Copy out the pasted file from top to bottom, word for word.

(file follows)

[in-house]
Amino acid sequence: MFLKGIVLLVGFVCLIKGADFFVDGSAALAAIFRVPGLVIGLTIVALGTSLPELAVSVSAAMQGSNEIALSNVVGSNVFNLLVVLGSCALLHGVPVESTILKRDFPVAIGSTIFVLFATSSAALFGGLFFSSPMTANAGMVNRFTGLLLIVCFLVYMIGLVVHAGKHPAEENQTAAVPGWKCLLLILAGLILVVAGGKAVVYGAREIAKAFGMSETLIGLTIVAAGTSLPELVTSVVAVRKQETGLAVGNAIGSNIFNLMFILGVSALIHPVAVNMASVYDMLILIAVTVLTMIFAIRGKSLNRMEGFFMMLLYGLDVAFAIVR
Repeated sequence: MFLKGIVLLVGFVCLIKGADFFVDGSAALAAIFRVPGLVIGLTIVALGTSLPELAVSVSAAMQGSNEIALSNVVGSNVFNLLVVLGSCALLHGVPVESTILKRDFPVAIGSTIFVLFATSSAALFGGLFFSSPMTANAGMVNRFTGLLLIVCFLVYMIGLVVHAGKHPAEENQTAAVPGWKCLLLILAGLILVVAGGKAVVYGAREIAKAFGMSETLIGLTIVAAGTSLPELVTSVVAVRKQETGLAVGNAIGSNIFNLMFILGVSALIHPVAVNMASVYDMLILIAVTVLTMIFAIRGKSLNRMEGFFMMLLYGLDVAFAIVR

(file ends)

[in-house]
Amino acid sequence: MFLKGIVLLVGFVCLIKGADFFVDGSAALAAIFRVPGLVIGLTIVALGTSLPELAVSVSAAMQGSNEIALSNVVGSNVFNLLVVLGSCALLHGVPVESTILKRDFPVAIGSTIFVLFATSSAALFGGLFFSSPMTANAGMVNRFTGLLLIVCFLVYMIGLVVHAGKHPAEENQTAAVPGWKCLLLILAGLILVVAGGKAVVYGAREIAKAFGMSETLIGLTIVAAGTSLPELVTSVVAVRKQETGLAVGNAIGSNIFNLMFILGVSALIHPVAVNMASVYDMLILIAVTVLTMIFAIRGKSLNRMEGFFMMLLYGLDVAFAIVR
Repeated sequence: MFLKGIVLLVGFVCLIKGADFFVDGSAALAAIFRVPGLVIGLTIVALGTSLPELAVSVSAAMQGSNEIALSNVVGSNVFNLLVVLGSCALLHGVPVESTILKRDFPVAIGSTIFVLFATSSAALFGGLFFSSPMTANAGMVNRFTGLLLIVCFLVYMIGLVVHAGKHPAEENQTAAVPGWKCLLLILAGLILVVAGGKAVVYGAREIAKAFGMSETLIGLTIVAAGTSLPELVTSVVAVRKQETGLAVGNAIGSNIFNLMFILGVSALIHPVAVNMASVYDMLILIAVTVLTMIFAIRGKSLNRMEGFFMMLLYGLDVAFAIVR